4) I like the Electoral College!
It's true! I really do! And the reason is simple. We are the UNITED STATES. And I like the idea that a state has individual power. The number of Electoral College votes for a state is determined by the number of representatives in Congress. Every state gets 2 senators, so that's fixed. In the House, though, it's determined by state population. So larger states do get more power, but since a small state still get the 2 from the Senate, they get more power per person.
And while that is an issue, I'll grant you, I still prefer a system that makes each state more individual. Say what you will about our presidential selection process, it sure is nice to see candidates trying to win over states that are small and large. That doesn't happen everywhere. Cities have more people and often have more power, which can cause a lot of tension. The Electoral College helps spread out the power.
And we could do Ranked Choice for that, too! If there's no viable candidate, drop the lowest and go with the states' next choice. Then the decision wouldn't just fall to Congress, who could ignore the popular vote entirely. And I think the power of the people should be the loudest voice and they should get to vote for who they want to without having to limit themselves to two choices. Even if their chosen candidate is a long-term incumbent because...
5) I don't believe in term limits!
Well, that's not entirely true. I think we already have term limits, called elections. I just don't see the benefit of forcing a popular representative to step down. There are controls on power that we should use rather than limit how many terms a candidate can run. Why is the most likely winner removed from the list of candidates just because he or she will get TOO MANY votes? That doesn't make sense to me.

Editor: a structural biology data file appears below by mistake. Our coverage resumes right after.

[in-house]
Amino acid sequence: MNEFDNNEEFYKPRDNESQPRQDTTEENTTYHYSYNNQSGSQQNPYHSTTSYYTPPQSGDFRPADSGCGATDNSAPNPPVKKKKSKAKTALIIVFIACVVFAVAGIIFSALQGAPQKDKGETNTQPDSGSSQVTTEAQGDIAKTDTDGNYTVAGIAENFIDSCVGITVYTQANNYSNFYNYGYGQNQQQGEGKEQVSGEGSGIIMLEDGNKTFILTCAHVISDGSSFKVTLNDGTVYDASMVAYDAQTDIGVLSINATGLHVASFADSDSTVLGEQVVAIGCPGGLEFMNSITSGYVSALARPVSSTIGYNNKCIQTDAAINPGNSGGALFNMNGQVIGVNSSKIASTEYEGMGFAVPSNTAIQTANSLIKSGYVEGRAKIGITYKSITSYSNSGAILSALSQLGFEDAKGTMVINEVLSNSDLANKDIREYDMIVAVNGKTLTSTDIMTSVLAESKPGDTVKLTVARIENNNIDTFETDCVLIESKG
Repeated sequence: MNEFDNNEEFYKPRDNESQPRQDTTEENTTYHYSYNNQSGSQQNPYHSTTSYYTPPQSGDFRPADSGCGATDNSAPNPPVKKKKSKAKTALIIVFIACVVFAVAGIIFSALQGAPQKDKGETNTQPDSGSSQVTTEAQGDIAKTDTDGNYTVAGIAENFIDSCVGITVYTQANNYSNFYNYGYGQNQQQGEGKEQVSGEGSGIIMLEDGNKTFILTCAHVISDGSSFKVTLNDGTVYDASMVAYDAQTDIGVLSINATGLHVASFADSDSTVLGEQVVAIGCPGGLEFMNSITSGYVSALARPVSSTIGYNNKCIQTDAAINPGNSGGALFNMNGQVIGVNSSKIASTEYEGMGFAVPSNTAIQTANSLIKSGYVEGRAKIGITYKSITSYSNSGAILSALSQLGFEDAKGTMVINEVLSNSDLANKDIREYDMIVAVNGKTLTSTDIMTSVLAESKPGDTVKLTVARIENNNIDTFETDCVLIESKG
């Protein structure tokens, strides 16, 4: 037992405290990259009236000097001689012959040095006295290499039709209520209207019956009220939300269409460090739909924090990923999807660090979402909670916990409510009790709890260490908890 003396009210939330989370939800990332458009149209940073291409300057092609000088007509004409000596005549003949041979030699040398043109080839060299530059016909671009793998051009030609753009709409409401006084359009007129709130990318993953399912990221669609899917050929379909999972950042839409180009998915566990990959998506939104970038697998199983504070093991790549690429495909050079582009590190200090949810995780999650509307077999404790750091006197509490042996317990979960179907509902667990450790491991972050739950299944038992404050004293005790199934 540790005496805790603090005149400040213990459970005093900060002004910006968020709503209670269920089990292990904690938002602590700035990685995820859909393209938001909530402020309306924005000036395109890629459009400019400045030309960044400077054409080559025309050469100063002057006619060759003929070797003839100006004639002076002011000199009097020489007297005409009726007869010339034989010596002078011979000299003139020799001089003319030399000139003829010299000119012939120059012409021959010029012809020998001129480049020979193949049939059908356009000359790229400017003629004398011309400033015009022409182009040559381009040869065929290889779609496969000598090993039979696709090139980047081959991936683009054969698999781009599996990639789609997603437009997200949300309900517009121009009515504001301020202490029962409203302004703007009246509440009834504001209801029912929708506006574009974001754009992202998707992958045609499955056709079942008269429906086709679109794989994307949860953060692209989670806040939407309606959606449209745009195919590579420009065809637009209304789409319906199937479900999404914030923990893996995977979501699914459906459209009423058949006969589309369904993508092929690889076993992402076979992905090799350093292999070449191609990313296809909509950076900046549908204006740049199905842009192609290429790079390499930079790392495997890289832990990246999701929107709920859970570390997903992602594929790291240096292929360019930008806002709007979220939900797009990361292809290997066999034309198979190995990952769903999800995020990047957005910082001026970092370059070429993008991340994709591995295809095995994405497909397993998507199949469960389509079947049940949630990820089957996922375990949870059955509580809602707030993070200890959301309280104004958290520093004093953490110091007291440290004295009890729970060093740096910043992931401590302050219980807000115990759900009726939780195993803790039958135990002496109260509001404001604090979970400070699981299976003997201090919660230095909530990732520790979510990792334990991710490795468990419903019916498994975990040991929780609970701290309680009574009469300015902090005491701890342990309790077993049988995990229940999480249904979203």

Yeah, but it limits corruption! They get all cozy with lobbyists! New representatives get cozy with lobbyists, too. And moreover, a lobbyist can keep his job for decades building power and relationships. When a new representative comes in, they might not understand the system well enough to fight against that entrenched power. But an incredibly popular representative can ignore the influence of a lobbyist because he or she doesn't need the campaign money.
So I think it actually hurts more than it helps to limit who the people can choose to represent them.
Which brings me to my last 2 items which are a bit more specific. And before you go nuts, please read the entire section. And then go nuts.
6) We should redo the 2nd Amendment.
Do we need a well-regulated militia or not?! What does it mean to 'bear arms'?! At what point does a law 'infringe'?!!
Let's just dump the thing and start over.
7) We should guarantee life, liberty, and the pursuit of happiness.
These are words we believe in! Let's set it to law!
If you're a citizen, you should be guaranteed access to survival-level resources (life), resources that don't force you into something you can't stand (liberty), and resources that allow mobility (pursuit of happiness). So I think we should institute a Universal Basic Income (UBI). Not exactly as the presidential candidate Andrew Yang has presented it, but similar. It should be enough so that if you lose your job, you can survive. If you want to quit your job to try a different career you won't die. And if you want to move somewhere new, you can (once in a while).
I would calculate poverty level for an area and guarantee that income. Everyone gets that amount sent to them every month (maybe use your ID as a debit card). It will actually be a tax rebate that everyone gets. It will be the largest tax rebate in history! Who doesn't want that? The cost will be offset by a reworking of the income tax to, let's say, pre-Reagan levels. It's something the United States has done in the past, so it's just historical. We could even go crazy and go back to our golden years in the 50s/60s!
I wrote about this more in-depth here, if you care to read more.
So there you have it! 7 controversial political beliefs I hold! Feel free to talk me out of them in the comments below!